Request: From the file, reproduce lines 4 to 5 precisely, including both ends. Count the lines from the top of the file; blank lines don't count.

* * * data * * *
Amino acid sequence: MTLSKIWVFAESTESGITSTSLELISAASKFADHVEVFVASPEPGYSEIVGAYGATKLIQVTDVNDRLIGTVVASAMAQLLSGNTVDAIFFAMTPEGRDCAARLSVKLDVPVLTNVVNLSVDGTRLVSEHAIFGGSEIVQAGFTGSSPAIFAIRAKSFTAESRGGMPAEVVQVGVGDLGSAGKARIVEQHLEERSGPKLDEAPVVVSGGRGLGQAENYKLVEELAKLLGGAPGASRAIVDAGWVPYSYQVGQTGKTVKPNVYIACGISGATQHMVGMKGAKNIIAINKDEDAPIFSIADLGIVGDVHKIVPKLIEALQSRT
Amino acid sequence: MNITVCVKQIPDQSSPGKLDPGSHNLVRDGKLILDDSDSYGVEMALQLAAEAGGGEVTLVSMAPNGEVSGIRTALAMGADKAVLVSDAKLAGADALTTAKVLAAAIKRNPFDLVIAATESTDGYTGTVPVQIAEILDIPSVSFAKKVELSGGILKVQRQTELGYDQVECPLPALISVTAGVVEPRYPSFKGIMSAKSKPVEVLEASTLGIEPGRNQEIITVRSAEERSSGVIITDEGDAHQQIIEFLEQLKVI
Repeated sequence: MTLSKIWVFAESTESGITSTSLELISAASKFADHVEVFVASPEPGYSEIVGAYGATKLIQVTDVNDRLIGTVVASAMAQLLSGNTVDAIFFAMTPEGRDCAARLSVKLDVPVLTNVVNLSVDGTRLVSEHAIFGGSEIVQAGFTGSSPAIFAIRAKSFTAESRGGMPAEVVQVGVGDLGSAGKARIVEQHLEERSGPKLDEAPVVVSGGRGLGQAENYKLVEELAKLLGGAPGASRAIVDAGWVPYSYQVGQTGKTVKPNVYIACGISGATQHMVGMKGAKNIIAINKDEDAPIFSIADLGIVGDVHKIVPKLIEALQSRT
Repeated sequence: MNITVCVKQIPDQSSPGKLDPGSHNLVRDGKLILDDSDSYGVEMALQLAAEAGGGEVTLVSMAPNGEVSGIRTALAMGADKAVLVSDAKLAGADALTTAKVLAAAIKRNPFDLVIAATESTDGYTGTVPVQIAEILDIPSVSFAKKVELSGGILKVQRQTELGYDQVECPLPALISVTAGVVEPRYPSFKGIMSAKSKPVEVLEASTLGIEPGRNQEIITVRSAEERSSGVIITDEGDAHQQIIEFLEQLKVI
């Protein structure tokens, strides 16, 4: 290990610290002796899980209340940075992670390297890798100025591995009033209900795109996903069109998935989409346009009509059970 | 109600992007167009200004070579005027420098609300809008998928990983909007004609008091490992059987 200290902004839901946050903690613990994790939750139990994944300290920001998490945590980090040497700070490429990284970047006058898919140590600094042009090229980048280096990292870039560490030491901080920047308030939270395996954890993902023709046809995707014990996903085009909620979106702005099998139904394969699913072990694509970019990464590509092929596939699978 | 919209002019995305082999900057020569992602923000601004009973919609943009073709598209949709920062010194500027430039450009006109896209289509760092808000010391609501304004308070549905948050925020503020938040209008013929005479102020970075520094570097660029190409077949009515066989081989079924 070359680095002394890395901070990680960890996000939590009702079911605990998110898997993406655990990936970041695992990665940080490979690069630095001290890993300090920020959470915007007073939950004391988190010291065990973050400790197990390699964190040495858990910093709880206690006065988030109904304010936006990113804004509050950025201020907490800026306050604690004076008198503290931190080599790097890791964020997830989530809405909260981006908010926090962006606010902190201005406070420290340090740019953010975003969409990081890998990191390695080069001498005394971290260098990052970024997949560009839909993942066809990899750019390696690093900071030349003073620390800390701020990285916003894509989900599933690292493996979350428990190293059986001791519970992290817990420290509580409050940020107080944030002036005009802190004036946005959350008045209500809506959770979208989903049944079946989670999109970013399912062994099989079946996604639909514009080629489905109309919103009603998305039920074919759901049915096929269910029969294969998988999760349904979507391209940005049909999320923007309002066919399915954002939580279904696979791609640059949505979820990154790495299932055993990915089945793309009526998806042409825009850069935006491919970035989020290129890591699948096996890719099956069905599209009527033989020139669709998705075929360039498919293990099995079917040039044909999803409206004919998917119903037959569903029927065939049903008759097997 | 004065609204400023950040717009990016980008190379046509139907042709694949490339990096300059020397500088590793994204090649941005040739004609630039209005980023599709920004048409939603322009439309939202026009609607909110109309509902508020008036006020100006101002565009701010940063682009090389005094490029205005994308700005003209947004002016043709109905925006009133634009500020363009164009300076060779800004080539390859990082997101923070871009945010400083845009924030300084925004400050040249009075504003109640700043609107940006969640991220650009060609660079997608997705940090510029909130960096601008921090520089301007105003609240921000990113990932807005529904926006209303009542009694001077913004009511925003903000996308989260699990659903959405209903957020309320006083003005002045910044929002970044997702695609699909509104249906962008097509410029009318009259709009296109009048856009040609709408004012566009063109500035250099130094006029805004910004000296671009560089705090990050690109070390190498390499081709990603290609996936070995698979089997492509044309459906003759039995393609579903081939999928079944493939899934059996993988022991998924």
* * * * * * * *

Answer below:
Repeated sequence: MNITVCVKQIPDQSSPGKLDPGSHNLVRDGKLILDDSDSYGVEMALQLAAEAGGGEVTLVSMAPNGEVSGIRTALAMGADKAVLVSDAKLAGADALTTAKVLAAAIKRNPFDLVIAATESTDGYTGTVPVQIAEILDIPSVSFAKKVELSGGILKVQRQTELGYDQVECPLPALISVTAGVVEPRYPSFKGIMSAKSKPVEVLEASTLGIEPGRNQEIITVRSAEERSSGVIITDEGDAHQQIIEFLEQLKVI
């Protein structure tokens, strides 16, 4: 290990610290002796899980209340940075992670390297890798100025591995009033209900795109996903069109998935989409346009009509059970 | 109600992007167009200004070579005027420098609300809008998928990983909007004609008091490992059987 200290902004839901946050903690613990994790939750139990994944300290920001998490945590980090040497700070490429990284970047006058898919140590600094042009090229980048280096990292870039560490030491901080920047308030939270395996954890993902023709046809995707014990996903085009909620979106702005099998139904394969699913072990694509970019990464590509092929596939699978 | 919209002019995305082999900057020569992602923000601004009973919609943009073709598209949709920062010194500027430039450009006109896209289509760092808000010391609501304004308070549905948050925020503020938040209008013929005479102020970075520094570097660029190409077949009515066989081989079924 070359680095002394890395901070990680960890996000939590009702079911605990998110898997993406655990990936970041695992990665940080490979690069630095001290890993300090920020959470915007007073939950004391988190010291065990973050400790197990390699964190040495858990910093709880206690006065988030109904304010936006990113804004509050950025201020907490800026306050604690004076008198503290931190080599790097890791964020997830989530809405909260981006908010926090962006606010902190201005406070420290340090740019953010975003969409990081890998990191390695080069001498005394971290260098990052970024997949560009839909993942066809990899750019390696690093900071030349003073620390800390701020990285916003894509989900599933690292493996979350428990190293059986001791519970992290817990420290509580409050940020107080944030002036005009802190004036946005959350008045209500809506959770979208989903049944079946989670999109970013399912062994099989079946996604639909514009080629489905109309919103009603998305039920074919759901049915096929269910029969294969998988999760349904979507391209940005049909999320923007309002066919399915954002939580279904696979791609640059949505979820990154790495299932055993990915089945793309009526998806042409825009850069935006491919970035989020290129890591699948096996890719099956069905599209009527033989020139669709998705075929360039498919293990099995079917040039044909999803409206004919998917119903037959569903029927065939049903008759097997 | 004065609204400023950040717009990016980008190379046509139907042709694949490339990096300059020397500088590793994204090649941005040739004609630039209005980023599709920004048409939603322009439309939202026009609607909110109309509902508020008036006020100006101002565009701010940063682009090389005094490029205005994308700005003209947004002016043709109905925006009133634009500020363009164009300076060779800004080539390859990082997101923070871009945010400083845009924030300084925004400050040249009075504003109640700043609107940006969640991220650009060609660079997608997705940090510029909130960096601008921090520089301007105003609240921000990113990932807005529904926006209303009542009694001077913004009511925003903000996308989260699990659903959405209903957020309320006083003005002045910044929002970044997702695609699909509104249906962008097509410029009318009259709009296109009048856009040609709408004012566009063109500035250099130094006029805004910004000296671009560089705090990050690109070390190498390499081709990603290609996936070995698979089997492509044309459906003759039995393609579903081939999928079944493939899934059996993988022991998924």